• “Our values are…”
  • Any sentence that contains any form of the word strategy, vision, or leader

(If you would like a comprehensive list, Scott Berkun put together a pretty good one and Eric Jackson also created a killer list of things to say that would all score pretty well if you were playing “buzzword bingo”)

As Ralph Waldo Emerson said “Your actions thunder so loudly, I can not hear what you are saying.”.  I believe that if we spent less time thinking about how to tell people what we are doing and simply did it; our lives, and the lives of others, would be more meaningful (for us) and impactful (to them).

Here are some thoughts on how to get shit done:

  • Have a vision for each of the people who report to you and not just a vision for the company
    • Share your vision of them with them and challenge them to see it…and then get buy-in from them to work towards it. If you do this one thing, retention takes care of itself
  • Talk to people and not about them
    • If someone’s name comes up during a meeting in terms of performance demand there be a meeting date set and action plan created to address the issue with measureable goals and then move on
  • Ask customers/clients/employees what they think and don’t assume or spent time trying to figure it out
  • Step out from behind your desk and venture into the world to find out what your competition is doing and where your industry is headed
  • Ask questions you don’t already know the answers and truly listen to the responses AND then take actions based on what you have learned
    • Show your people that you are learning every day which creates the expectation they do the same
  • Focus on creating a sustainable organization and not just making as much money as you can right now (this requires balance and sacrifice in equal measures)
  • Create engaging work that pays well and stop worrying about morale or making people happy (happiness is choice each individual has to make)
  • Be clear and concise with your expectations and write it down
    • Victims love vagueness
  • Hold yourself and others accountable for commitments
    • This one action, if consistently applied, will change people’s lives because it shows them what they are capable of achieving
  • Understand what winning looks like for you, your team, and the organization and ensure there is alignment
    • I don’t know about your company but not many are in business just for practice
  • Focus on output, not time
    • Don’t reward people who work longer hours but get less done
  • Teach your team how to manage their energy and focus (once you can manage your own)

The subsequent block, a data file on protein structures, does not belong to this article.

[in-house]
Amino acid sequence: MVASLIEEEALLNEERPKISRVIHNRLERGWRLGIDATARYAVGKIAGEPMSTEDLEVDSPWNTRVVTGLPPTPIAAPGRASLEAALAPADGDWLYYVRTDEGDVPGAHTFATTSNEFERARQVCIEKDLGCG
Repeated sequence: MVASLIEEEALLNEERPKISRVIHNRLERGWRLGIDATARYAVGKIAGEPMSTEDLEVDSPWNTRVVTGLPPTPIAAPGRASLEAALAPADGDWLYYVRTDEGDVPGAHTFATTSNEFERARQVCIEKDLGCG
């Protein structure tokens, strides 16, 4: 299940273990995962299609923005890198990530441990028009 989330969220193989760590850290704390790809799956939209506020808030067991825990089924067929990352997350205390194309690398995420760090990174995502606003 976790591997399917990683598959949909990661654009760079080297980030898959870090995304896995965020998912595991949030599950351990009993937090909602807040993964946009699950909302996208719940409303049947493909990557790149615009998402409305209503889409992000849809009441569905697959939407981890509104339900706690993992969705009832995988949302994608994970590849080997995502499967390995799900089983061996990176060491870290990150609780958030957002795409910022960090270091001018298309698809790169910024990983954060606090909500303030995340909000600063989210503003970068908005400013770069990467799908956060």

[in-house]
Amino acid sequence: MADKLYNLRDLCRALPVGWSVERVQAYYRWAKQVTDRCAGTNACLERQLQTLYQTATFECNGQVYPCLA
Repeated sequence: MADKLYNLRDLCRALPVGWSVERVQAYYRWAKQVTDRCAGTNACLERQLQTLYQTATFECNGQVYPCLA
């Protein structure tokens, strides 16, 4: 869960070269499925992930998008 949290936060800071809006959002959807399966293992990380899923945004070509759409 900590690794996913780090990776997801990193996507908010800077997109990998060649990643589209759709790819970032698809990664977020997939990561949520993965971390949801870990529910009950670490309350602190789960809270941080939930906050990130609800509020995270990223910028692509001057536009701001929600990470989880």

• Create an environment where people engage in meaningful conversations about important topics because they care about each other
    • If you are uncomfortable having these types of conversations, then you don’t really care about your people…end of story
  • Ensure people can separate themselves from their work so when there are discussions about performance it is constructive and not a personal attack (again because if people care about people, then they will want to help them by telling them the truth)

One last platitude to consider…

“If it were easy, everyone would do it.”

It is not and that is why not many do. 

 

Leave a comment

Filed under Leadership, Looking in the mirror

Inertia is a bitch

Sir Isaac Newton figured out this out in 1686.  That is 331 years ago and we still haven’t come to terms with it!

His First Rule of Motion states, “An object at rest will remain at rest unless acted on by an unbalanced force. An object in motion continues in motion with the same speed and in the same direction unless acted upon by an unbalanced force.”

So I ask you:

  • How has this impacted your life and career up to this point?
  • What are you willing to do in order to overcome it?
  • Would you be willing to be “acted on by an unbalanced force”?
  • Why or why not?

If you decide to seek an unbalanced force, remember Sir Isaac’s Third Law of Motion that states, “For every action there is an equal and opposite re-action.”  I can share with you from experience that those who seek an unbalanced force will find “equal and opposite re-action” from two main sources:

  • Themselves (because they overestimated their own willingness to change)
  • Those close to them (because it would require they change as a well and they did not sign up for it)

Here’s the rub, you should never stop evolving because once you stop moving forward, you being sliding backwards…there is not status quo in life.  As it is with all things in our lives, this is a choice and, as William James said, “When you have to make a choice and don’t make it, that is in itself a choice.”

Leave a comment

Filed under Learning, Looking in the mirror, Thinking about thinking

Heroic Leader or humble gardener?

Serendipity…that is only way I can explain it. How else can you describe Joi Ito and General Stanley McChrystal both saying that being a leader in the 21st century is more like being a gardener?  I was finishing “Team of Teams – New Rules of Engagement for a Complex World” and starting “Whiplash – How to Survive our Faster Future” and the analogy of “leader as gardener” is prominent in both. I was not shocked to read it from Joi Ito as the Director of the MIT Media Lab but I was somewhat surprised to see that General McChrystal, a retired four-start general whose last assignment was commander of all American and coalition forces in Afghanistan, embrace the idea.